On April 9, 2017, a rainy Sunday following the first Qingming Festival after my grandparents’ deaths, my mother and my other aunt ran Wuhan’s second-ever citywide marathon. The route showed off Wuhan’s choicest landmarks—from Hankou’s historic Bund to Turtle Mountain, across the stately Yangtze River Bridge to Yellow Crane Tower, the Wuchang Uprising Memorial, and East Lake—and an astonishing 22,000 people found their own motivation to power through the miles.

My mother and her sister ran in memory of their parents, eager young engineers who’d come from Beijing to build up Wuhan’s telecommunications sector in the 1950s. Others raced while hoisting flags for heart disease research or their graduating class, or, unabashedly, in order to load up on the re gan noodles, tofu skin, and spicy crayfish that rewarded finishers at Chu River Han Street.

Many local running clubs joined in the race (VCG)

In all, it was another reflection of Wuhan’s hotblooded ethos, now revealed to me at its best and most inspiring. Moved by the crowd’s rapport, my father and I joined with over 80,000 spectators’ shouts of “加油!”  as our family members raced past, while a cynical senior jeered at us from nearby. “走几多路,就看那么一滴 (Come so far just to watch a few seconds),” he grumbled, stretching out the vowel in “那” only as the Wuhanese can. But I could tell he wasn’t really angry—for he, too, had come out at 8 a.m. in a drizzle to celebrate the city he loved in his own ferocious way.

Sam Davies, editor

“Wuhan: Different Every Day”—that was the much mocked marketing catchphrase plastered on promotional billboards across the city during my time studying there from 2016 to 2017. The phrase was meant to capture the dynamism of a city changing rapidly, and to entice tourists to the (allegedly) large variety of attractions.

It was also used by locals, and adopted by me and my friends, to brush off anything strange or undesirable. Dorm flooded? “Wuhan: Different Every Day!”

More than the extraordinary or the different, though, it’s something routine that looms largest in my memory of the city: my breakfast ritual. Each morning without fail before class, I would order the quintessential Wuhan snack, “hot dry noodles” (热干面) from a little stall en route to the classroom. The nutty, oily taste of the noodles was heaven, while the kick of spice was, surprisingly, just what I needed in the morning. At 4 RMB a go, I had found my breakfast for the year.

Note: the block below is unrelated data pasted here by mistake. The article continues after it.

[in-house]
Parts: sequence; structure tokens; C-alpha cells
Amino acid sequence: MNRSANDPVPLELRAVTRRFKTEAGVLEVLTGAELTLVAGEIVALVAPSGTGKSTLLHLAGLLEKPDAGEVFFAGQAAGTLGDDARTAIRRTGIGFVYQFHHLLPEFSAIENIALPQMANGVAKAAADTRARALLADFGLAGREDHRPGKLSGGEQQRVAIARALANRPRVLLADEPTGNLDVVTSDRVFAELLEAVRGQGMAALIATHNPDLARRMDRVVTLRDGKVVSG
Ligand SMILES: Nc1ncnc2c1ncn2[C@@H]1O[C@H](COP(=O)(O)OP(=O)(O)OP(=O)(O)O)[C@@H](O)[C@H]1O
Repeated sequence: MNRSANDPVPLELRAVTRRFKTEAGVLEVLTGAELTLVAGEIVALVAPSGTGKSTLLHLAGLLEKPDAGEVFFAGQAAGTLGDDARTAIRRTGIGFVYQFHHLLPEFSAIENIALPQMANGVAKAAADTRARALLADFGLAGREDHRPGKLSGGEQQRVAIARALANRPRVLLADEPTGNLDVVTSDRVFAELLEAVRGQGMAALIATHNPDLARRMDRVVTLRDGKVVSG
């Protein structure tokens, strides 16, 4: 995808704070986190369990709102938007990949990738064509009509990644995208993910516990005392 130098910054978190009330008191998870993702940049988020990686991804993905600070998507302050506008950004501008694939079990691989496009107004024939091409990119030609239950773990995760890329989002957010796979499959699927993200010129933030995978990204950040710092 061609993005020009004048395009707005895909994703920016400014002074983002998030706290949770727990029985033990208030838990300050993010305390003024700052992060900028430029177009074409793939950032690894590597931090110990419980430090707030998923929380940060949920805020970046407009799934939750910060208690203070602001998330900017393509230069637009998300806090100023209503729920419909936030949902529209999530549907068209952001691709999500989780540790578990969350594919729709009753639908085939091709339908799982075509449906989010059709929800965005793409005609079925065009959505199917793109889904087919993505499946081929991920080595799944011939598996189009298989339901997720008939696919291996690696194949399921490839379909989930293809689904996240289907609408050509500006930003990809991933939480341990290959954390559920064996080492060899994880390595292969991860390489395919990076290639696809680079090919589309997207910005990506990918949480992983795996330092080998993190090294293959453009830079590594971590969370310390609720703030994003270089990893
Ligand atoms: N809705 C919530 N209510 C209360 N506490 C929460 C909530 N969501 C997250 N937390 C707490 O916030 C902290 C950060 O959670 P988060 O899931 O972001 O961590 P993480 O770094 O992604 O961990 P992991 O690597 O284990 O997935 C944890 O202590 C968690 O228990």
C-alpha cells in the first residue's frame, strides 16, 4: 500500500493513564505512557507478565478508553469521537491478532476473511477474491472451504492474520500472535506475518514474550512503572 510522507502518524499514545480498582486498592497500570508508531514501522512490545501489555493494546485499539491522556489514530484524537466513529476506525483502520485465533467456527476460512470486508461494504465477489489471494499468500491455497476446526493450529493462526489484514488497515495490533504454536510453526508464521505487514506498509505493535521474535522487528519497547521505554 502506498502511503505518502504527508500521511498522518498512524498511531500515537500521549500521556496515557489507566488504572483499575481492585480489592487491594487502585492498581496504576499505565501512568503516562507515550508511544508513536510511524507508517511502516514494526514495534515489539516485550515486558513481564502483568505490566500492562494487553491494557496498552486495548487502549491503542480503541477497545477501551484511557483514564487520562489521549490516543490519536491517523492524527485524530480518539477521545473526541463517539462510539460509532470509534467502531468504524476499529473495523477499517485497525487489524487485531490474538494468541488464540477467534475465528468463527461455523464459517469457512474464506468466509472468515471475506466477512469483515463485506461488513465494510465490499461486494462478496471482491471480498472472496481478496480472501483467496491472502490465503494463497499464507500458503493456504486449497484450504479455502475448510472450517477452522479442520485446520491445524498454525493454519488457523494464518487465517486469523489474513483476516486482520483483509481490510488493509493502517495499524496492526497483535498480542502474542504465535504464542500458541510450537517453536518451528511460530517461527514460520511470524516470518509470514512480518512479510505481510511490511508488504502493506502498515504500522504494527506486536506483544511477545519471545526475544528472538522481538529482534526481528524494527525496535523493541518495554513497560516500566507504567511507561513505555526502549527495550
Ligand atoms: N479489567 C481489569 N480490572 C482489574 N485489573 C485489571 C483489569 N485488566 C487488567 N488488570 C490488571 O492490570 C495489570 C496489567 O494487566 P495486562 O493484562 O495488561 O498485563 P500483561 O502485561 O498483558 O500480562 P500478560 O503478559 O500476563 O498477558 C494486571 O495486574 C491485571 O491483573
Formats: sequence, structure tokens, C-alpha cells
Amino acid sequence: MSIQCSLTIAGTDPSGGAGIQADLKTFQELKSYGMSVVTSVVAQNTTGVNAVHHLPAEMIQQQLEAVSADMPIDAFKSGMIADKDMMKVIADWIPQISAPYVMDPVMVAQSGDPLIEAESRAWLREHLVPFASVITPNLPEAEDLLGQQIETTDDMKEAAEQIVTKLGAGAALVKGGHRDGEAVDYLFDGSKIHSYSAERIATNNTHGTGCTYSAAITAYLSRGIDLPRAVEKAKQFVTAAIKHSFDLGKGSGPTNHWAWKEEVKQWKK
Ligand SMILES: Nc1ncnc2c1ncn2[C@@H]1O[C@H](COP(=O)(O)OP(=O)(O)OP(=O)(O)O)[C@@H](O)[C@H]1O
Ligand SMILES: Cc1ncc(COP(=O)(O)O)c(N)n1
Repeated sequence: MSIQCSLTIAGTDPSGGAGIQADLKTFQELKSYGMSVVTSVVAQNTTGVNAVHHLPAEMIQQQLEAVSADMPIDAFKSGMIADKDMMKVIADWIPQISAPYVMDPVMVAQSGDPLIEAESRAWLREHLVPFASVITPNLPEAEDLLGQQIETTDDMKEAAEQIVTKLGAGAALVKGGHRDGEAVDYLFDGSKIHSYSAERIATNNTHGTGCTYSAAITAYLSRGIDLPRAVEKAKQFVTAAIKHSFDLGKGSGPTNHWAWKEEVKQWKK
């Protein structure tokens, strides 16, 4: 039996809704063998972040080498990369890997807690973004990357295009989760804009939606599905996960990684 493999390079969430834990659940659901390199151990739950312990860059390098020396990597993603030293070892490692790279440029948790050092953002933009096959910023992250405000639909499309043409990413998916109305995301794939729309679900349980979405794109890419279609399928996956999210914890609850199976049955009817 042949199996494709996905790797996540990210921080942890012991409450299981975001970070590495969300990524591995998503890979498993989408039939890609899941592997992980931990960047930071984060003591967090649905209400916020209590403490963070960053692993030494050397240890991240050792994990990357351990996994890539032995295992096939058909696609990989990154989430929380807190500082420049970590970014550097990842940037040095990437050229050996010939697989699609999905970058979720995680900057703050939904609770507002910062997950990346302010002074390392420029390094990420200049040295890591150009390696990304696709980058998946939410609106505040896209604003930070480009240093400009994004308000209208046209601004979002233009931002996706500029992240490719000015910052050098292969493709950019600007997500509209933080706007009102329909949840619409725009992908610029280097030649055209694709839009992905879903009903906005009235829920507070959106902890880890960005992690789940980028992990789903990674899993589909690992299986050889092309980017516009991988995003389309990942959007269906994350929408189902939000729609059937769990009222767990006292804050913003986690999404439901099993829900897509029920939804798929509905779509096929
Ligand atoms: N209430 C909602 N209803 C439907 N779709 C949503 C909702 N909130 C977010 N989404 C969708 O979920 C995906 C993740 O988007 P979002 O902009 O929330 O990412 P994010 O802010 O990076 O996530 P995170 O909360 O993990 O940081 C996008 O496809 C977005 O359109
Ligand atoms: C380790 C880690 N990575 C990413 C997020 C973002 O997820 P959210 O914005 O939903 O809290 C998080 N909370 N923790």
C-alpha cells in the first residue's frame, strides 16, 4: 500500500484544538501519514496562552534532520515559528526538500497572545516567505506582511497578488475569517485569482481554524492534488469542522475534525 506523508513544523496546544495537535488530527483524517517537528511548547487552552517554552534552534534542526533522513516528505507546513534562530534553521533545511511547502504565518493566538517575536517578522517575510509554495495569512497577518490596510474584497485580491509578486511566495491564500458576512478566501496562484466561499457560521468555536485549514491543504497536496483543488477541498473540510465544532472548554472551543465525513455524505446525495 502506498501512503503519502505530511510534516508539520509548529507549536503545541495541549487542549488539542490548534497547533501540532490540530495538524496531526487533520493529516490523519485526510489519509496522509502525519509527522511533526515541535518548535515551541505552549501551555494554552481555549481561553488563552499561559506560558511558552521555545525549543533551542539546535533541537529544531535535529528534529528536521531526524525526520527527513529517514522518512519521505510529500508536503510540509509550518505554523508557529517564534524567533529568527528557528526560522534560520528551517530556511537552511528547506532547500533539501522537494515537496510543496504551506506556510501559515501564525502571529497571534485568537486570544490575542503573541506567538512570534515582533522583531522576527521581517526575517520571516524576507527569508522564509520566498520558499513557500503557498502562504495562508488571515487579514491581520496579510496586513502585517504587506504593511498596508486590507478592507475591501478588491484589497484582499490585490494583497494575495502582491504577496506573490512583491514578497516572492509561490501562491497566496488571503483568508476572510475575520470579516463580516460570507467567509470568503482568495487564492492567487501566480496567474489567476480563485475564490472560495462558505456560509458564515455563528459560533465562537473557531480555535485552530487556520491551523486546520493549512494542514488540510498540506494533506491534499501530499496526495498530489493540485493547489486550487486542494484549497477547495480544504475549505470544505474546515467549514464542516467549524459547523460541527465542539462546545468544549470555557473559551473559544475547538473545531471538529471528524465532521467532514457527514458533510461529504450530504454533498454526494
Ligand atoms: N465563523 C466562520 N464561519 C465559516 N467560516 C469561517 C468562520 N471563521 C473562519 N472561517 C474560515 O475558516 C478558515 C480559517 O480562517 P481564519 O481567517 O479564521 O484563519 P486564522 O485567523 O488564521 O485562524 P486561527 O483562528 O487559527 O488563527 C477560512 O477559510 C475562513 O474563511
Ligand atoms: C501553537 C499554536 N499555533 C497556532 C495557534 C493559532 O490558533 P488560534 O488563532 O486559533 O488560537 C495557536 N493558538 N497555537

Wuhan is known for its diverse breakfast food selection, including hot dry noodles, tofu skin, and pan-fried dumplings (VCG)

As my Chinese slowly improved, I began to chat with the owner each morning. She was not from Wuhan, or even Hubei province, but a migrant worker who had left her 9-year-old son at home in the countryside with his grandparents. She was saving money for his school fees, and intended to send him to university. The two of them would often be video calling while she dished out the noodles. I hope they are together now, and safe.

A Korean classmate of mine adopted the same breakfast routine, and we bonded over those bowls of noodles. I spoke no Korean, and he almost no English, but our Chinese slowly improved together and we developed a close friendship that continues today. Those cardboard pots of carbohydrates and spicy sesame sauce almost certainly constitute the best 4 RMB I’ve ever spent, and spent, and spent again. 

Right now, I imagine many people in Wuhan are desperate to return to whatever used to be their morning routine before the virus outbreak, to again enjoy the simple pleasure of breakfast on the way to work or school. I hope that can soon become reality.

Cover image of Hankou’s historic Lihuangpi Road from VCG